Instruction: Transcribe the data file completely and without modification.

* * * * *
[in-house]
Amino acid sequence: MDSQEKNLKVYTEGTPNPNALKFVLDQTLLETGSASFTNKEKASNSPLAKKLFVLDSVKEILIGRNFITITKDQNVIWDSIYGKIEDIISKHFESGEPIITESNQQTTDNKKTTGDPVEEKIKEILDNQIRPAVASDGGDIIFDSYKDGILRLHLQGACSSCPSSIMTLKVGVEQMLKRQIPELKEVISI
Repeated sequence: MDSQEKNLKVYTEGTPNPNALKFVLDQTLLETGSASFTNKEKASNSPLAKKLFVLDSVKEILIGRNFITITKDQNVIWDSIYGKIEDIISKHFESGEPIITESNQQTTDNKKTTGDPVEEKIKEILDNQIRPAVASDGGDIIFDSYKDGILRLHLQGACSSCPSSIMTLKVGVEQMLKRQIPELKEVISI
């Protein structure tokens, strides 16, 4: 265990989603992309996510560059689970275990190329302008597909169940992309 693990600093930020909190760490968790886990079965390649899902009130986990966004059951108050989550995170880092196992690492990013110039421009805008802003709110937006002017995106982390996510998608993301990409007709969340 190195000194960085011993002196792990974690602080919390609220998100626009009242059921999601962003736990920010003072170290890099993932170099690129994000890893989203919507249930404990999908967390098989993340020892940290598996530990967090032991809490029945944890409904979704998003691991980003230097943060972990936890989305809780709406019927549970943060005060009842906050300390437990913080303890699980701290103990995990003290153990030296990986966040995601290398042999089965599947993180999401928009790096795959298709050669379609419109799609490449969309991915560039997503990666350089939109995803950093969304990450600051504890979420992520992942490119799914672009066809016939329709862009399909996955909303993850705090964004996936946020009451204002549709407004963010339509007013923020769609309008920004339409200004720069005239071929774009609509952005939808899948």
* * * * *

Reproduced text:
[in-house]
Amino acid sequence: MDSQEKNLKVYTEGTPNPNALKFVLDQTLLETGSASFTNKEKASNSPLAKKLFVLDSVKEILIGRNFITITKDQNVIWDSIYGKIEDIISKHFESGEPIITESNQQTTDNKKTTGDPVEEKIKEILDNQIRPAVASDGGDIIFDSYKDGILRLHLQGACSSCPSSIMTLKVGVEQMLKRQIPELKEVISI
Repeated sequence: MDSQEKNLKVYTEGTPNPNALKFVLDQTLLETGSASFTNKEKASNSPLAKKLFVLDSVKEILIGRNFITITKDQNVIWDSIYGKIEDIISKHFESGEPIITESNQQTTDNKKTTGDPVEEKIKEILDNQIRPAVASDGGDIIFDSYKDGILRLHLQGACSSCPSSIMTLKVGVEQMLKRQIPELKEVISI
């Protein structure tokens, strides 16, 4: 265990989603992309996510560059689970275990190329302008597909169940992309 693990600093930020909190760490968790886990079965390649899902009130986990966004059951108050989550995170880092196992690492990013110039421009805008802003709110937006002017995106982390996510998608993301990409007709969340 190195000194960085011993002196792990974690602080919390609220998100626009009242059921999601962003736990920010003072170290890099993932170099690129994000890893989203919507249930404990999908967390098989993340020892940290598996530990967090032991809490029945944890409904979704998003691991980003230097943060972990936890989305809780709406019927549970943060005060009842906050300390437990913080303890699980701290103990995990003290153990030296990986966040995601290398042999089965599947993180999401928009790096795959298709050669379609419109799609490449969309991915560039997503990666350089939109995803950093969304990450600051504890979420992520992942490119799914672009066809016939329709862009399909996955909303993850705090964004996936946020009451204002549709407004963010339509007013923020769609309008920004339409200004720069005239071929774009609509952005939808899948």